I brought along my transistor radio, let’s see what I can pick up.  Wow, here’s Harry Downie on WGY, while there’s rock and roll on WSNY 1240 am, as Paul Revere plays your requests.  Oh good, here’s Boom Boom Brannigan on WPTR, while WRPI is playing hard rock music and WCDB – wait, I got that wrong, it’s listed here as WSUA – well, I can hear what they’re playing, but the station has a terrible buzzing noise.  I hope they get that fixed.  And what in the world is FLY 92 playing – wait a minute, this can’t be correct – classical “Hallmark” music?!?  Eww…

In fact, take a listen, I’ve got Mike Mitchell’s radio show on WTRY right now, click on this link! And if that’s not good enough, how about a radio clip from Ferdinand B on 1540 WPTR, by clicking on this link! And there’s a “Radio Race” over at Schenectady’s 1240 AM station, by clicking on this link!

Man, I need a car. No Saturns available in 1970, and the Pontiac 6000 won’t be built for at least another decade. Let’s see what the local dealerships are offering.  Maybe there’s a sale at Bumstead Chevrolet or Ted Pepper Chrysler-Plymouth.

I could get a swank Dodge Charger Or this awesome AMC Javelin This Pontiac GTO Humbler looks cool

Jeez, I should go find myself.  I’d be six years old.  I probably wouldn’t believe myself if future-Chuck met past-Chuck.  Isn’t that some sort of time-space continuum violation?  Probably is.

But really… did the Times Union really have a blog portal in 1970?

Or, more importantly – has Chuck Miller actually perfected project Quantum Leap?  Has he gotten the WABAC machine from Mr. Peabody?  Is he flying through time and space in a modified British police telephone booth?

Well, to be honest… Yes, yes I have.

See, this blog post is an experiment.  An experiment in TU blog portal time traveling.  A weblog Easter egg, if you will, for those with keen detective skills.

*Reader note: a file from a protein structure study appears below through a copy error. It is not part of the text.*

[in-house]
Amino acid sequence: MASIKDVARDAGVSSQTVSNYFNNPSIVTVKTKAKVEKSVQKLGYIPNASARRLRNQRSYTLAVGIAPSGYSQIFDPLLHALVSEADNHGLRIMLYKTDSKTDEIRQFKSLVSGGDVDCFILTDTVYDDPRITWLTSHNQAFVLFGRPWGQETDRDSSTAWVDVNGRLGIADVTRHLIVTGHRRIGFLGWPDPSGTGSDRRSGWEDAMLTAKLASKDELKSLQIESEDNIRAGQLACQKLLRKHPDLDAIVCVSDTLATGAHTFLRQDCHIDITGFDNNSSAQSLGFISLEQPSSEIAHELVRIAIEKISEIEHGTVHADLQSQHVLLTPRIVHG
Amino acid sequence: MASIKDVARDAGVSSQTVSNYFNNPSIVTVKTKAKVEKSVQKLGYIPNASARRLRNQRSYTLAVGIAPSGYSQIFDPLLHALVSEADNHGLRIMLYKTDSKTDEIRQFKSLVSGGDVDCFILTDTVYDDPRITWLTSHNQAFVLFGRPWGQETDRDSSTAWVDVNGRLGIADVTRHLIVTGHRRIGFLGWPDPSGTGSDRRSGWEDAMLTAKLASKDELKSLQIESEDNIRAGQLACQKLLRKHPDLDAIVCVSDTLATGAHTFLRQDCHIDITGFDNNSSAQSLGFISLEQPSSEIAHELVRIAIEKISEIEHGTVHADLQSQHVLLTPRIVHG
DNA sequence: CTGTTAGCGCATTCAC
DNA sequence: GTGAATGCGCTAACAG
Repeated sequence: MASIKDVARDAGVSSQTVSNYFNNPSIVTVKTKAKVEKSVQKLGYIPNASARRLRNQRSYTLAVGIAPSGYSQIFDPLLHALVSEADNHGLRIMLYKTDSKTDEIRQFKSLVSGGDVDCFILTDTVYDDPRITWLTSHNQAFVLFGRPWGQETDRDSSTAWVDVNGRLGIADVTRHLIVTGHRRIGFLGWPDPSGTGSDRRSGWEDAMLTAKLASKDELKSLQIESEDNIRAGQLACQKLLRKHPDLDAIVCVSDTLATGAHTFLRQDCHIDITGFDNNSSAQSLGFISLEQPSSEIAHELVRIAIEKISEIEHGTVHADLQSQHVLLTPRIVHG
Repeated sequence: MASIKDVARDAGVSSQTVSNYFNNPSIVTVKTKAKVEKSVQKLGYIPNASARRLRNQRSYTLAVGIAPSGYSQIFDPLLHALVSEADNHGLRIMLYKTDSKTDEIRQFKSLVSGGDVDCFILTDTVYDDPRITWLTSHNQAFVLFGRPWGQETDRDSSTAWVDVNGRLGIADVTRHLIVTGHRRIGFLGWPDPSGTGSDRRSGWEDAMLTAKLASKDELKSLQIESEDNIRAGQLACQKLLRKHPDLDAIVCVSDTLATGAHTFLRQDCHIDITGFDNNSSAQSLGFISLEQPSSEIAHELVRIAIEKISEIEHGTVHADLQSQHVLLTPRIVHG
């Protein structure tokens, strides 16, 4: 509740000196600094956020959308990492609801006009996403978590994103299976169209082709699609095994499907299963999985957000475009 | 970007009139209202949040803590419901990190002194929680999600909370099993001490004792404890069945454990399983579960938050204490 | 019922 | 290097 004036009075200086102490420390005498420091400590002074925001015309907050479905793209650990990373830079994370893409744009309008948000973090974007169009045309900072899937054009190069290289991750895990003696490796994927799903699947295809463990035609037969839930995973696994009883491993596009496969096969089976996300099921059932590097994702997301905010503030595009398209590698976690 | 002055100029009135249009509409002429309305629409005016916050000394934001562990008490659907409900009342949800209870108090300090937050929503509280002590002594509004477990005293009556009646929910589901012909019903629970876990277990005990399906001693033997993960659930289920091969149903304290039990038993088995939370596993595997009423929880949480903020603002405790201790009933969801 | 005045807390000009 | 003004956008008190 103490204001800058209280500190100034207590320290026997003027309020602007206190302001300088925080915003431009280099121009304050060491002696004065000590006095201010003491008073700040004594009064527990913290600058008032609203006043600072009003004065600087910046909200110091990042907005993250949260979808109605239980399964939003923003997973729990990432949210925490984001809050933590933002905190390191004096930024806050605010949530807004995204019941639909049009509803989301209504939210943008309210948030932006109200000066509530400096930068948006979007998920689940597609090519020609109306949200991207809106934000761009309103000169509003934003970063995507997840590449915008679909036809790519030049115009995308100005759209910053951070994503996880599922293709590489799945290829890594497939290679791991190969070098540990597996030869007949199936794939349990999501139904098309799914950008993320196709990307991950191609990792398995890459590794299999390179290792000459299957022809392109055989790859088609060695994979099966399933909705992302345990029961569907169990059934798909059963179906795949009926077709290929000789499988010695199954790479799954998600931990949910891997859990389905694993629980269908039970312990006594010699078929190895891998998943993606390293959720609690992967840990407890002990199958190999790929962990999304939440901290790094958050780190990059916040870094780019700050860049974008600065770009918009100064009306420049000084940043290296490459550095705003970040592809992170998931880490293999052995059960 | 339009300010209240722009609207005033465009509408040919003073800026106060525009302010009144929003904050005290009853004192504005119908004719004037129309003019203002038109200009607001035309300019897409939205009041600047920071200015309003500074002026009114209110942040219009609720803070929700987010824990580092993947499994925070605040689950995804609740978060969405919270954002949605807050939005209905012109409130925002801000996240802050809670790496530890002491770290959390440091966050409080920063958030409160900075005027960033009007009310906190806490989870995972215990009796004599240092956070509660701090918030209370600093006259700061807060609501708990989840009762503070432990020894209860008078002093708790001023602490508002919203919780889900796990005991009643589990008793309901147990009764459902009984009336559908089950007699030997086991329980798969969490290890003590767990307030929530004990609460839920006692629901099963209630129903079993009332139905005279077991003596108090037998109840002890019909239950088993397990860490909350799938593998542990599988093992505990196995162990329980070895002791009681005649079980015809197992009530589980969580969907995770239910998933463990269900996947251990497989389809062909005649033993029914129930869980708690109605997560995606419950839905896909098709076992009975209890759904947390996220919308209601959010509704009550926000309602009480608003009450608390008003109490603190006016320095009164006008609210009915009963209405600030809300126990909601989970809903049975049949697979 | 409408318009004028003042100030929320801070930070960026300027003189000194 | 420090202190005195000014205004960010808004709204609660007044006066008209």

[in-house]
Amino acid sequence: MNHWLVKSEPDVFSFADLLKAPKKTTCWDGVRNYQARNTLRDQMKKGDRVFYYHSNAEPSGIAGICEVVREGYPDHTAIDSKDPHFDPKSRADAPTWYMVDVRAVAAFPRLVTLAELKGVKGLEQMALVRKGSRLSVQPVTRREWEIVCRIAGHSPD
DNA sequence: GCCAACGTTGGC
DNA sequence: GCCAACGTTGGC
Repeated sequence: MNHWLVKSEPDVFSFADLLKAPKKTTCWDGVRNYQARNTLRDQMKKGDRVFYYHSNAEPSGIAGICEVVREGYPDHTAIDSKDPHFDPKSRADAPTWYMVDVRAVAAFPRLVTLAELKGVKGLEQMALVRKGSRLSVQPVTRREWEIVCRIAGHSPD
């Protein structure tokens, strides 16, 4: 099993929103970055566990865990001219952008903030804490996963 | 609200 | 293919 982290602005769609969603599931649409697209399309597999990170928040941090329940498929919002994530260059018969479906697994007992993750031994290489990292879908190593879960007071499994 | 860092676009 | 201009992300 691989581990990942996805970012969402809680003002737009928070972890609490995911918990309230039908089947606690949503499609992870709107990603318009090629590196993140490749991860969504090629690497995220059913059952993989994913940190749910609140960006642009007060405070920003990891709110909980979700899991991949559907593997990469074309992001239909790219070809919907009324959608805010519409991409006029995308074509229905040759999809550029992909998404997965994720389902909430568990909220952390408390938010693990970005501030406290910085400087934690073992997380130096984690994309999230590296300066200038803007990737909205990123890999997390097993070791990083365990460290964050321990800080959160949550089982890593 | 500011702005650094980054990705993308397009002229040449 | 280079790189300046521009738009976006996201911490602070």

But wait a minute – if I’m trapped in 1970, shouldn’t I be able to alter the timestream to change the current timeline?  You know, step on a butterfly in 1970 and we’re looking at President Jerry Jennings and Mayor  Glenn Slingerland?

Now let’s be serious for a sec.

How many of you loyal readers actually know I’m doing this?  Sure, I can write a blog post and date it for 1970, but because the TU software only shows the most recent blog post – i.e., the one that’s written to appear “today” – you may never see this 1970 post, unless you click on the “archive year” on the side of my blog.

So as far as I’m concerned, we’re in a very special part of the Internet – a hidden blog section accessible to only you and me.  Oh, I’m sure others will try to exploit this little digital loophole, but I was the first one to find it.  Nyah nyah nyah.

So why does the Internet blogging time machine start on January 1, 1970?

I checked with my Street Academy trivia teammate Jeremy McNamara for this question, and he explained that January 1, 1970 is actually day one of Unix time.  In fact, on January 19, 2038, there will actually be a 32-bit overflow and the Unix time stamp will cease to work.  Hopefully they’ll get it fixed before then, or blogging is gonna be a nightmare.

And if you check my blog archive link on the right side of my blog page, you can see that I’ve traveled back to 1981 and 1982 as well.  Swank.

So what am I going to do in January 1, 1970?

I don’t rightly know.  But I do know one thing…

Time traveling in my blog is going to be a lot of fun.

NOTE: 1970 radio airchecks courtesy of Northeastairchecks.com.